Novel Cancer Vaccine Shows Promise in Ovarian Cancer and Mesothelioma


Key Points

  • The study described a novel fusion protein that binds to mesothelin on either ovarian cancer or mesothelioma cells, activates dendritic cells, and induces a number of T-cell–based immune responses.
  • In mouse models of ovarian cancer and mesothelioma, treatment with the fusion protein significantly slowed tumor growth and extended survival.

A novel approach to cancer immunotherapy may provide a new and cost-effective strategy against ovarian cancer and mesothelioma. In a study published in the Journal of Hematology & Oncology, Yuan et al reported that a fusion protein engineered to combine a molecule targeting a tumor-cell-surface antigen with another protein that stimulates several immune functions prolonged survival in animal models of both tumors.

"Some approaches to creating cancer vaccines begin by extracting a patient's own immune cells, priming them with tumor antigens, and returning them to the patient, a process that is complex and expensive," said Mark Poznansky, MD, PhD, Director of the Massachusetts General Hospital Vaccine and Immunotherapy Center and senior author of the report. "Our study describes a very practical, potentially broadly applicable, and low-cost approach that could be used by oncologists everywhere, not just in facilities able to harvest and handle patient's cells."

Fusion Protein Activates Immune Cells Against Tumors

The Jantibody fusion protein, which combines an antibody fragment targeting an antigen found on tumor cells with an immune response–inducing protein (MTBhsp70), activates dendritic cells against several tumor antigens and induces a number of T-cell–based immune responses.

The approach developed by the research team starts with the engineered protein, which in this case fuses an antibody fragment targeting mesothelin—expressed on the surface of such tumors as mesothelioma, ovarian cancer, and pancreatic cancer—to a protein from the tuberculosis bacteria that stimulates the activity of dendritic and other immune cells. In this system, the dendritic cells are activated and targeted against tumor cells while remaining inside the patient's body.

In the study, the investigators confirmed that their mesothelin-targeting fusion protein binds to mesothelin on either ovarian cancer or mesothelioma cells, activates dendritic cells, and enhances the cells' processing and presentation of several different tumor antigens, inducing a number of T-cell–based immune responses. In mouse models of both tumors, treatment with the fusion protein significantly slowed tumor growth and extended survival, probably through the activity of cytotoxic CD8 T cells.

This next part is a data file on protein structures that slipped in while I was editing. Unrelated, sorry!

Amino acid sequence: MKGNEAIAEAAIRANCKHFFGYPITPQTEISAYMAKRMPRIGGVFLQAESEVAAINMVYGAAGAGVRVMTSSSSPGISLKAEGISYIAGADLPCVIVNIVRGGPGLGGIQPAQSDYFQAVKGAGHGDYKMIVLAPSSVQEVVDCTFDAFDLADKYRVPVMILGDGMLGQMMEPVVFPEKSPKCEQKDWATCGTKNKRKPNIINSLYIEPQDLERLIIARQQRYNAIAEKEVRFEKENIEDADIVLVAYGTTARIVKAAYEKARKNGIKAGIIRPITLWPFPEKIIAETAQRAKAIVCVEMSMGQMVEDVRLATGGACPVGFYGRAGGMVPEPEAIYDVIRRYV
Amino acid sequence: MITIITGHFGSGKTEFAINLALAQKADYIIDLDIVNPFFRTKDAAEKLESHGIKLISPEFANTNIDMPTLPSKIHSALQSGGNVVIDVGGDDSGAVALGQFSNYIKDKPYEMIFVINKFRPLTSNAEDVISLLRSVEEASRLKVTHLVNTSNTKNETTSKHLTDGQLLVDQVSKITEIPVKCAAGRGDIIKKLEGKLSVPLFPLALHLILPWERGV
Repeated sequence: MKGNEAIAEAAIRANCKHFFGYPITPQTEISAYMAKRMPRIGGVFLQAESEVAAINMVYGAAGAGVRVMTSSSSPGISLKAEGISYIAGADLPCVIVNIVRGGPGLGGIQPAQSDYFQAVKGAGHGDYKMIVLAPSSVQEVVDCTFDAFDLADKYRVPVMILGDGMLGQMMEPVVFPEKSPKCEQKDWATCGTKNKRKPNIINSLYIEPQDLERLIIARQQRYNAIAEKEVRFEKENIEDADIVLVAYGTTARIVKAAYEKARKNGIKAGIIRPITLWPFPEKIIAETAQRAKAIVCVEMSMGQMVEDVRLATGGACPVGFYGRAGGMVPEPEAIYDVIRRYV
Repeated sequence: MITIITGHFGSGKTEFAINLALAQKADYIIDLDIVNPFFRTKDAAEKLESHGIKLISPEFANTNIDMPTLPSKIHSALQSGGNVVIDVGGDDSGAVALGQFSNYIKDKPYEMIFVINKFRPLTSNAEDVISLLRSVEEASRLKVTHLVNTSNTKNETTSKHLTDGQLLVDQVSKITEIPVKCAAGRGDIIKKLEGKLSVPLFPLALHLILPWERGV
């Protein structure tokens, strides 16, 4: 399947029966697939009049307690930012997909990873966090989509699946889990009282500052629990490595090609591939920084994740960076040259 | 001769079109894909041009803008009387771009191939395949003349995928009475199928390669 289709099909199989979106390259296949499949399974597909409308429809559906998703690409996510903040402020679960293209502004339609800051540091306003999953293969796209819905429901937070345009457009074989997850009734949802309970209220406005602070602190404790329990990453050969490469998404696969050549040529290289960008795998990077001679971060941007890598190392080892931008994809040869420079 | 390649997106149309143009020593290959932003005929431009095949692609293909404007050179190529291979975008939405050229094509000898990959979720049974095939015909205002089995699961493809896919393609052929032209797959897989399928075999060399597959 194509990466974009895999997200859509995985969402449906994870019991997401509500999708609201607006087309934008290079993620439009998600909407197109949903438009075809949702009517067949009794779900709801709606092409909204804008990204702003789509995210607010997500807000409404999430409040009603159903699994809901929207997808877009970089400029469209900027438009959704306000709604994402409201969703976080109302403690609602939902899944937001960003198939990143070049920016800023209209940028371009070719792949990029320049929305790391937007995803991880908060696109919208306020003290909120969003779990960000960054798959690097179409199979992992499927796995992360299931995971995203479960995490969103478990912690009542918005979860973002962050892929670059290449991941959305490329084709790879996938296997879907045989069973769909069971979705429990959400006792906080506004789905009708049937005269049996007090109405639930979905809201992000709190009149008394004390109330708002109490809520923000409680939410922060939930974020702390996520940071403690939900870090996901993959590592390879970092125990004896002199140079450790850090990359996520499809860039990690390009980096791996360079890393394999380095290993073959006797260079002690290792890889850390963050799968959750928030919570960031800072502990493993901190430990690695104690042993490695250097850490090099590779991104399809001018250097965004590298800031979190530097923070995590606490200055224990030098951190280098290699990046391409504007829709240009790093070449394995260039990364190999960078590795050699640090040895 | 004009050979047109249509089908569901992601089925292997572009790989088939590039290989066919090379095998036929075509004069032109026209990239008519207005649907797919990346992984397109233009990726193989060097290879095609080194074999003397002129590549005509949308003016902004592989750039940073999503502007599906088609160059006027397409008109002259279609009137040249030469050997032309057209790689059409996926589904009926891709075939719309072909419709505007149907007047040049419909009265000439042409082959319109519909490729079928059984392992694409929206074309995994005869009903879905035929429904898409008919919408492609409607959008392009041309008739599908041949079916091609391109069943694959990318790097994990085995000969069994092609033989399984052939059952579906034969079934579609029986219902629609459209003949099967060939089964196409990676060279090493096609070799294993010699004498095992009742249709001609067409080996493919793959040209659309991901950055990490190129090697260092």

Potentially Safe and Cost-Effective Approach

"Many patients with advanced cancers don't have enough functioning immune cells to be harvested to make a vaccine, but our protein can be made in unlimited amounts to work with the immune cells patients have remaining," explained study coauthor Jeffrey Gelfand, MD, Senior Scientist at the Vaccine and Immunotherapy Center. "We have created a potentially much less expensive approach to making a therapeutic cancer vaccine that, while targeting a single tumor antigen, generates an immune response against multiple antigens. Now if we can combine this with newly described ways to remove the immune system's ‘brakes’—regulatory functions that normally suppress persistent T-cell activity—the combination could dramatically enhance cancer immunotherapy."

Dr. Poznansky added that the tumors that might be treated with the mesothelin-targeting vaccine—ovarian cancer, pancreatic cancer, and mesothelioma—are all associated with poor survival rates. "Immunotherapy is generally nontoxic, so this vaccine has the potential of safely extending survival and reducing the effects of these tumors, possibly even cutting the risk of recurrence. We believe that this approach could ultimately be used to target any type of cancer and are currently investigating an improved targeting approach using personalized antigens."

Dr. Poznansky is the corresponding author for the Journal of Hematology & Oncology article. The study was dedicated to Janet Gelfland, wife of Jeffrey Gelfand, who died of ovarian cancer and inspired the investigation.

The study was funded by grants from the Edmund Lynch Jr Cancer Fund, Arthur Luxenberg Esq, Perry Weitz Esq, the VIC Mesothelioma Research and Resource Program, and the Friends of VIC Fund. The study authors reported no potential conflicts of interest.

The content in this post has not been reviewed by the American Society of Clinical Oncology, Inc. (ASCO®) and does not necessarily reflect the ideas and opinions of ASCO®.




By continuing to browse this site you permit us and our partners to place identification cookies on your browser and agree to our use of cookies to identify you for marketing. Read our Privacy Policy to learn more.